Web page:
Since Rahila and I didn't speak for years, we had a lot to share. Both of us got into conversation and stories flowed.
"Often I listen from others to focus on my motherhood," shared Rahila. " I'm glad I do not listen to their suggestions."
Listening to a lot of friends of their new motherhood experience, I always wondered how we patronize motherhood and shackle them to a lot of chores in life.
Rahila shared one of the experiment she did with her class 4th & 5th students.
"What's your mom's favorite color? I asked my students to respond. Most of the children respond. What's your mom's favorite picnic spot? was the other question. There was silence in the class. Another question, What's your mom's favorite food?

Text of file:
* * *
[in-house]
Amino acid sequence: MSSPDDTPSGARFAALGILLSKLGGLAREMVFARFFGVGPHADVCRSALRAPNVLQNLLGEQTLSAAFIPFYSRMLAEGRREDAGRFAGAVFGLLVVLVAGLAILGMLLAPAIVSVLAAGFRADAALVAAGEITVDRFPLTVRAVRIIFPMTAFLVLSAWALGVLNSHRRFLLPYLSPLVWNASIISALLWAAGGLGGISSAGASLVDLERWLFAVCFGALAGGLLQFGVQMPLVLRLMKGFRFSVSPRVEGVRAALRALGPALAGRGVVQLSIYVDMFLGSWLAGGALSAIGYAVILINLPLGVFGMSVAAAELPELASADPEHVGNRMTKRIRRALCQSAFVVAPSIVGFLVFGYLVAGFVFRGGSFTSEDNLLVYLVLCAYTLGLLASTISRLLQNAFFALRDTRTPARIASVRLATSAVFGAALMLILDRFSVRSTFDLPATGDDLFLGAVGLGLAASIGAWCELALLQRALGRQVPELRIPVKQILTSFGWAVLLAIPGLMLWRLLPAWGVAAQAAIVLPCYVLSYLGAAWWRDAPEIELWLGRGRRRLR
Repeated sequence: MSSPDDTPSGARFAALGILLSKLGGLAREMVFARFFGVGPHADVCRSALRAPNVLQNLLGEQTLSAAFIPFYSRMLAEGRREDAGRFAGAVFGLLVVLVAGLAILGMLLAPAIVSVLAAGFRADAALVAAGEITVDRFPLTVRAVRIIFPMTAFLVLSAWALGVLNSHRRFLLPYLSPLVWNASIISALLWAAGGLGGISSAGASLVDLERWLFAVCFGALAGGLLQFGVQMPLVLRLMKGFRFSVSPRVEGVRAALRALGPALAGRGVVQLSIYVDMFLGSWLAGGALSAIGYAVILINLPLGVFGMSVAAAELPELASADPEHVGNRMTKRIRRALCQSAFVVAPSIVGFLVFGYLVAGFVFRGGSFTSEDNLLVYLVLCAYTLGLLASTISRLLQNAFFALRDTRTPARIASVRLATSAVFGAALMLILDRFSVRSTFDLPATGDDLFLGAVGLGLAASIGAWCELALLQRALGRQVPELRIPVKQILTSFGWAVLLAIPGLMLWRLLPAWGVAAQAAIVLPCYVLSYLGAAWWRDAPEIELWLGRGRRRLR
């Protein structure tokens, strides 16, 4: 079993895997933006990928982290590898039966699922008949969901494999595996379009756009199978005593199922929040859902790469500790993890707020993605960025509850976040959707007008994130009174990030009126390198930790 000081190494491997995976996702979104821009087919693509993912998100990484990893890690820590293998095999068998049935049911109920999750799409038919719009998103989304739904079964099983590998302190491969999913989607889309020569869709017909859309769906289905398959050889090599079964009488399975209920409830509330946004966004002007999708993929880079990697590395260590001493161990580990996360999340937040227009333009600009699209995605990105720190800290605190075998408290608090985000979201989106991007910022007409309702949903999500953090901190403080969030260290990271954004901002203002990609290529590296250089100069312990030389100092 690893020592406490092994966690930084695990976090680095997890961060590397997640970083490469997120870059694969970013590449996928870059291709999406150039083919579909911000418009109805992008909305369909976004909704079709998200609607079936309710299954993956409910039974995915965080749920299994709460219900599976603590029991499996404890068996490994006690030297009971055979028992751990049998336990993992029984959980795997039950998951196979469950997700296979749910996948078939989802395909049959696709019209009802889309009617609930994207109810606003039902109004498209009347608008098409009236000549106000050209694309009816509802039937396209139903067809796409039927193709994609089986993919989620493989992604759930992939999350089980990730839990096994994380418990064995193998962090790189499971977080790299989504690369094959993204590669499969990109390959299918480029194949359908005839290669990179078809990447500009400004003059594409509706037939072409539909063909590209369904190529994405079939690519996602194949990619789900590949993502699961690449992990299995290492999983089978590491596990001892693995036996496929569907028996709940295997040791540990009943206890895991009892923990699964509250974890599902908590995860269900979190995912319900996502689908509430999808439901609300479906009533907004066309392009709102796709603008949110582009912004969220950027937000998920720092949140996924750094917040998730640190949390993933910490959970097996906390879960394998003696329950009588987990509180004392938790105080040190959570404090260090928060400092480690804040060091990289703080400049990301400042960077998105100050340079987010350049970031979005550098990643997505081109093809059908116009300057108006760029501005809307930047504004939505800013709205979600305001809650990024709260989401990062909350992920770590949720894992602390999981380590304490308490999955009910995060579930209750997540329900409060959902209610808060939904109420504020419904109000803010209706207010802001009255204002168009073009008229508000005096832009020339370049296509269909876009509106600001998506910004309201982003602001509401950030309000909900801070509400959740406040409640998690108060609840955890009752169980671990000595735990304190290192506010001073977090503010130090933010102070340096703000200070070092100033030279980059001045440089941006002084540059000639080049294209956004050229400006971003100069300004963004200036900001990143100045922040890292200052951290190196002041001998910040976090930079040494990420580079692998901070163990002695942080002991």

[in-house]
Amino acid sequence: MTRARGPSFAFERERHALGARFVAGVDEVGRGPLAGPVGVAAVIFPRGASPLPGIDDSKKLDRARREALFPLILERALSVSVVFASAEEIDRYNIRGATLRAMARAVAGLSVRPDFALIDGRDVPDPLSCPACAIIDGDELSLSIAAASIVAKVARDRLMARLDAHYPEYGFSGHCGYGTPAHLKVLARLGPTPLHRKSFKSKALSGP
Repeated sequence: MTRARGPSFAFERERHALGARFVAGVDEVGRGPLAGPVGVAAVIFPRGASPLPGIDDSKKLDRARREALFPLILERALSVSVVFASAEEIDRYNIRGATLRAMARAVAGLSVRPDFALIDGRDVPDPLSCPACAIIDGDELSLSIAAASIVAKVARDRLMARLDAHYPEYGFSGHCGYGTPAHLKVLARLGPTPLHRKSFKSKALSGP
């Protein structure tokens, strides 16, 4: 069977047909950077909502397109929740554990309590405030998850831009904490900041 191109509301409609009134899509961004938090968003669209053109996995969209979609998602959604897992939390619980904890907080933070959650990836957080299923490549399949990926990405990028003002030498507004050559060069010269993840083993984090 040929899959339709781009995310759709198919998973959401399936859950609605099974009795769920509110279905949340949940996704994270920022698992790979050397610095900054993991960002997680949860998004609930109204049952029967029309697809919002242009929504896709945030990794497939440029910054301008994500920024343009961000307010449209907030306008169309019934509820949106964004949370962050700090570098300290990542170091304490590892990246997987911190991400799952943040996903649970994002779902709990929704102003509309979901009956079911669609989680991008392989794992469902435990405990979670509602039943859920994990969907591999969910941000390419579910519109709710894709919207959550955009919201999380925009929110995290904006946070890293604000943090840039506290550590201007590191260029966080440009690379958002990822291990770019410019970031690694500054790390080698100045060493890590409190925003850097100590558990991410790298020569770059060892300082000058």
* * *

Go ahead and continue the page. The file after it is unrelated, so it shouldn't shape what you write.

I asked the student's series of questions about their parents. None of the children knew of their parents. "Your parents know about your wishes, favorites. Don't you feel to know your parents better?" I encouraged them to talk to their parents about their childhood, favorites, memories. Many students returned with a lot of surprise on their faces. I didn't knew that my mom was a volleyball player, I didn't knew that mom liked this food. And it was a seed Rahila sowed in the young minds to empathize with their parents and observe them as individuals.
Often, we do not view our parents as individuals. It's important we individualise them to understand them and better and not burden them with our expectations and wishes.
You asked the right questions senior. Would love to try it out with students at my place. Thanks for sharing.
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Thank you for reading.